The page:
The head wiggle, yes! – Our driver Bhala does it with the biggest smile, when he says “yes” or is in agreement with what we are saying his head wobbles exactly like a bobblehead.  It’s not the up-and-down yes we are used to or moving your chin from side to side as one would designate the word “no.” His ear drops to his shoulder on one side and then he repeats the movement on the other side in a mini-figure 8 pattern.  It’s hilarious how many times Joshua and I have asked a question of a shop owner only to ask two or three more times because we are trying to decode the head bob before walking out of the store to confer with each other on the answer.  Watch two Indians have a conversation, and it looks like they are sitting on vibrating chairs.

The hospitality – I’ve never been anywhere in my life where such instant hospitality is granted to strangers.  Ram introduced us to several of his friends and colleagues (a range of successful intellectuals) some of whom HE hadn’t seen in years.  Within minutes of meeting us, they treated us to meals, invited us to share their homes and generally offered us everything in their power to give.  We were floored by the generosity.  It made me excited to have an apartment again where we can host guests and return the favor!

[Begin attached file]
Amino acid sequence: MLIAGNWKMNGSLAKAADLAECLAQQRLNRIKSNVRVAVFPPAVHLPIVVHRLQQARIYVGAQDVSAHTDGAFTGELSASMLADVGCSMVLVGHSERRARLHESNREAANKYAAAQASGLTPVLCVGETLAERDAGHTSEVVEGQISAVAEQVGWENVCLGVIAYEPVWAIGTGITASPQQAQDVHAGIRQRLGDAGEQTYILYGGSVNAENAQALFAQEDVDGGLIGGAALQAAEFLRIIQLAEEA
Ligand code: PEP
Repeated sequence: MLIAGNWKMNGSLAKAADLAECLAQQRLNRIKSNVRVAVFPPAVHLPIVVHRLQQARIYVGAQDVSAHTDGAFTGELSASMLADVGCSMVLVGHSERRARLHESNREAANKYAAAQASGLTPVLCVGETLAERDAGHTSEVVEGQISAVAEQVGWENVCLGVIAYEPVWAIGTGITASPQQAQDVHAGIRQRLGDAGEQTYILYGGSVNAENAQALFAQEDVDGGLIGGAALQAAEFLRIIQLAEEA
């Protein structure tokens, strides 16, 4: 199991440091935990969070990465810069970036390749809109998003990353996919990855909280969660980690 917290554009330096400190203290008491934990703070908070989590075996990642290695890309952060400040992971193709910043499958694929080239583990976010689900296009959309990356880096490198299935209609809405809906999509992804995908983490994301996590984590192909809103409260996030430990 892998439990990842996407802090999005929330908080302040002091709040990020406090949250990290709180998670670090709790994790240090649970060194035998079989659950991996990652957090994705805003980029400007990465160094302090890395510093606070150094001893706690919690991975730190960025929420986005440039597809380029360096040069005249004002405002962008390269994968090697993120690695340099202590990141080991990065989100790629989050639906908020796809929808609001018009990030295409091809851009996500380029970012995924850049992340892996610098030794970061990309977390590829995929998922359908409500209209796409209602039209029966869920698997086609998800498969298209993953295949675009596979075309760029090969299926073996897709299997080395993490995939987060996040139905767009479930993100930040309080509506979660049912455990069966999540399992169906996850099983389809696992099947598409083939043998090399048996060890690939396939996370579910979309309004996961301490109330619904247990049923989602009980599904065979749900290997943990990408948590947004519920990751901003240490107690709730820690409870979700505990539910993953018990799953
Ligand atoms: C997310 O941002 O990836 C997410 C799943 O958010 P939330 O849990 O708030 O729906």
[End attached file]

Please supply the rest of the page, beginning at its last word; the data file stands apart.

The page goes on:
The Ramasamy’s – Ram, Visha and Sunanda MADE our time in Chennai.  I’m not sure if we could have arrived to a city so large (20 million) without their assistance.  It was like experiencing India on training wheels.  They taught us about South Indian customs, provided us recommendations on what to eat (and how!) and even gave us a chance to decorate their Christmas tree softening the disappointment of what we were missing at home.

Holiday Spirit

Holiday Decorations

Happy Holidays from India

The Madras coffee – Coffee changes from region to region.  For two months in Africa, I basically abstained because instant coffee doesn’t excite me at all.  In India, we expected to drink tea, so when we saw locals drinking coffee, we were thrilled to join in.  The coffee process starts when hot milk is mixed with sugar by pouring it back and forth between two cups.  The farther apart you hold them, the more froth.  The milk/sugar mixture is added to the tar-like coffee…as a rule, the milk is always poured into the coffee, not the other way around.  It is served on the street in a small cup (3-4 oz) for around 10-20 rupees ($0.25 to $0.35 USD).  Ram reminded us to always ask for filter coffee (or you might get Nescafe), and we were two happy travelers.

The smiles – Smiling, laughing, welcoming us to visit and share their country and culture, we’ve felt so much warmth from Indians.  We’ve exchanged basic pleasantries with every local interested in practicing their English greetings.  The fact we get to say we are from California makes people scream with delight.  We’re famous here!  People stop to take our photo (when we are paying attention or not) or shove a child (or grandparent, for that matter) into our arms for an opportunity to get a picture with us.  Sometimes my cheeks ache from smiling so much, but the cheer they exude is contagious.